Monday, April 20, 2009

Towards Combinator based API design

I was listening to the presentation by Alex Payne, the Twitter API lead, that he delivered at Stanford very recently. A nice presentation that sums up the philosophies and practices that they followed in the evolution of APIs for Twitter. In case you are interested in API design, Josh Bloch also has a great video up as part of a Javapolis interview that discusses in details all the nuances of designing good and robust APIs.

These days, we are getting more and more used to interesting programming languages, which, apart from being powerful themselves, also mostly happen to share the wonderful ecosystem of common runtimes. As Ola Bini noted sometime back on his blog, it is a time when we can design the various architectural layers of our application in different languages, depending on the mix of robustness, type-safety and expressiveness that each of them demands. Client facing APIs can be focused more towards expressiveness, being more humane in nature, a pleasure to use, while at the same time offering modest error handling and recovery abilities. But whatever the layer, APIs need to be consistent, both in signature and in return values.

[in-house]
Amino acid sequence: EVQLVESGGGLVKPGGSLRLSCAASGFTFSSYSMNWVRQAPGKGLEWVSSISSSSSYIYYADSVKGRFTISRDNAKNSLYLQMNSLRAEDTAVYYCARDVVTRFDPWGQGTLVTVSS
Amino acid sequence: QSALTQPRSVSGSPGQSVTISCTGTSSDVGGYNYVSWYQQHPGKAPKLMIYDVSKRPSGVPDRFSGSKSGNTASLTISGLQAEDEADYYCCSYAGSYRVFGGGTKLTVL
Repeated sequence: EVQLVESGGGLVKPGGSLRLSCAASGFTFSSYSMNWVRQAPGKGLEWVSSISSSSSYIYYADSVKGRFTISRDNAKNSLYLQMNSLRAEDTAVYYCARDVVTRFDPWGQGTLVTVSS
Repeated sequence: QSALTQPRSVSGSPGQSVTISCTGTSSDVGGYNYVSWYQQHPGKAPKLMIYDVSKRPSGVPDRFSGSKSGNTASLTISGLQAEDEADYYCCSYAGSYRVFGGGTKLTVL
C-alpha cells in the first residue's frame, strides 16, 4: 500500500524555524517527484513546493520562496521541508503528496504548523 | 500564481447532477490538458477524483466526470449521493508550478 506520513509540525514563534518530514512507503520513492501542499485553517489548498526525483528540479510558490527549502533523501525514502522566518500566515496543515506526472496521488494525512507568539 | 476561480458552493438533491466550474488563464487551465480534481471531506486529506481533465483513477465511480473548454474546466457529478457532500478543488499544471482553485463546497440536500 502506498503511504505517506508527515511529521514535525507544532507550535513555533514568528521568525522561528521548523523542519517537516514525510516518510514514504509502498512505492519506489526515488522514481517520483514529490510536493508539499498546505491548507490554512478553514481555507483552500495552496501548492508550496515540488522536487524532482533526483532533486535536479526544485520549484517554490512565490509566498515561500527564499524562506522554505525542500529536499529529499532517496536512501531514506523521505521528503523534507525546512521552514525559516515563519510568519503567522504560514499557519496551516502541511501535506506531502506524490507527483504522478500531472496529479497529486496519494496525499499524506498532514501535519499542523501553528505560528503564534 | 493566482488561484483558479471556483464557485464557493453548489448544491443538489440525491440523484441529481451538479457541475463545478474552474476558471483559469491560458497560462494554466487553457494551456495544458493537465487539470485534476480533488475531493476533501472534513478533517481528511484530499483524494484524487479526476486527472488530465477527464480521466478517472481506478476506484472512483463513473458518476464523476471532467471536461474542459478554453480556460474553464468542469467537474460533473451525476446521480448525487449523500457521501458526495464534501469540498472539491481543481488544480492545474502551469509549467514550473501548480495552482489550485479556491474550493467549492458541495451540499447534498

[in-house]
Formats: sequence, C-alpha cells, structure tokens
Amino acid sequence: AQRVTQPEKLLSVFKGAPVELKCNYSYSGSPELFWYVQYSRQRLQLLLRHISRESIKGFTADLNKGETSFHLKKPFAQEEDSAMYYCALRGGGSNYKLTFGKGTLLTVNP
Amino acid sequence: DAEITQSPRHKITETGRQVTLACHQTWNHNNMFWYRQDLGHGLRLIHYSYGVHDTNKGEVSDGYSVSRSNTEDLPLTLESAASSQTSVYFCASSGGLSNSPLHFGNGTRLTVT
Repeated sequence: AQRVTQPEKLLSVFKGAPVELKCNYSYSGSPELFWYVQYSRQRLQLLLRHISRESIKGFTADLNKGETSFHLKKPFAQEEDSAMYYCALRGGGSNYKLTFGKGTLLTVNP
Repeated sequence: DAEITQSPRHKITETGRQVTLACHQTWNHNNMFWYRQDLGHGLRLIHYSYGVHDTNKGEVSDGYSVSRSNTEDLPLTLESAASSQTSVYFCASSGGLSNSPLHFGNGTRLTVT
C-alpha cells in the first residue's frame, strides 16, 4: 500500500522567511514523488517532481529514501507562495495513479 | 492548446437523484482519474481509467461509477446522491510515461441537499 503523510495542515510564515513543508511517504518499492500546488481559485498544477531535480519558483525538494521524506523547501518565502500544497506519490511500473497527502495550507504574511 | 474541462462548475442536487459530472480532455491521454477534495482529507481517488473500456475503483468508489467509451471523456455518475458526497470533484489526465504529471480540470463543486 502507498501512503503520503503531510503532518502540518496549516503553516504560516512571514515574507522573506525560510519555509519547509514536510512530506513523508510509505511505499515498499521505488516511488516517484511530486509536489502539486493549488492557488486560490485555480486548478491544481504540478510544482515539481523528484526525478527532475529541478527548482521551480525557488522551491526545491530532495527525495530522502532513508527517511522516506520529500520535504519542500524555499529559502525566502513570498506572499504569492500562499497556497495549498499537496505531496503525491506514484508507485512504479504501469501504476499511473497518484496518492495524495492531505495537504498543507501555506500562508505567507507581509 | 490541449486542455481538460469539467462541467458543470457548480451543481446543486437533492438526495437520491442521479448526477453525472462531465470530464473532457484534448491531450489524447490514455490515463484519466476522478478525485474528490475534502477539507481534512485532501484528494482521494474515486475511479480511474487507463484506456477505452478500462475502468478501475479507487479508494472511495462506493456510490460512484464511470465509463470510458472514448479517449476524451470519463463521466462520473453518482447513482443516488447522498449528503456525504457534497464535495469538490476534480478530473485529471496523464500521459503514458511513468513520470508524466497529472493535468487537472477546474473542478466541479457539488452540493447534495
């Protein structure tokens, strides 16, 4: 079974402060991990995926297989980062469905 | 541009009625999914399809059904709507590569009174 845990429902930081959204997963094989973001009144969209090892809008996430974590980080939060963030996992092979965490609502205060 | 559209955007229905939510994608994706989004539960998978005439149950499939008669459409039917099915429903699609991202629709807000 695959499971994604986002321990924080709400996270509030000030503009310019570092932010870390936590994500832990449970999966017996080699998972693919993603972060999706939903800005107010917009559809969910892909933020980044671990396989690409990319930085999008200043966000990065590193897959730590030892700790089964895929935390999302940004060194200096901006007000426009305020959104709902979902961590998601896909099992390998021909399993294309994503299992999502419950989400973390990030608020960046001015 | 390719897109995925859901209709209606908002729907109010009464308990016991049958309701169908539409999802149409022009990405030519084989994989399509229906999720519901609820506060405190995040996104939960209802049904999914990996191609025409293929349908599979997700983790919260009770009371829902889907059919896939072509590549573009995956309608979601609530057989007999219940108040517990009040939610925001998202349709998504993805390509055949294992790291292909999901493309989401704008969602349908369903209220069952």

One of the very important aspects of API design is the level of abstraction that it should offer to the user. The ideal level comes out only after a series of exploratory evolutions, refactorings and user implementations, and can often lead to loss of backward compatibility within the existing user community.

One of the very powerful ways of API design that many of today's languages offer is the use of combinators. I have blogged on uses of combinator in concatenative languages like Joy - it is truly a great experience as a user to use such compositional API s as part of your application design. Here is one from my earlier post on Joy combinators. It finds the arithmetic mean of a list of numbers ..

dup  0  [+]  fold  swap  size  /


The API is beautiful in the sense that it evolves the intention ground up and makes use of smaller combinators in building up the whole. This is beautiful composition.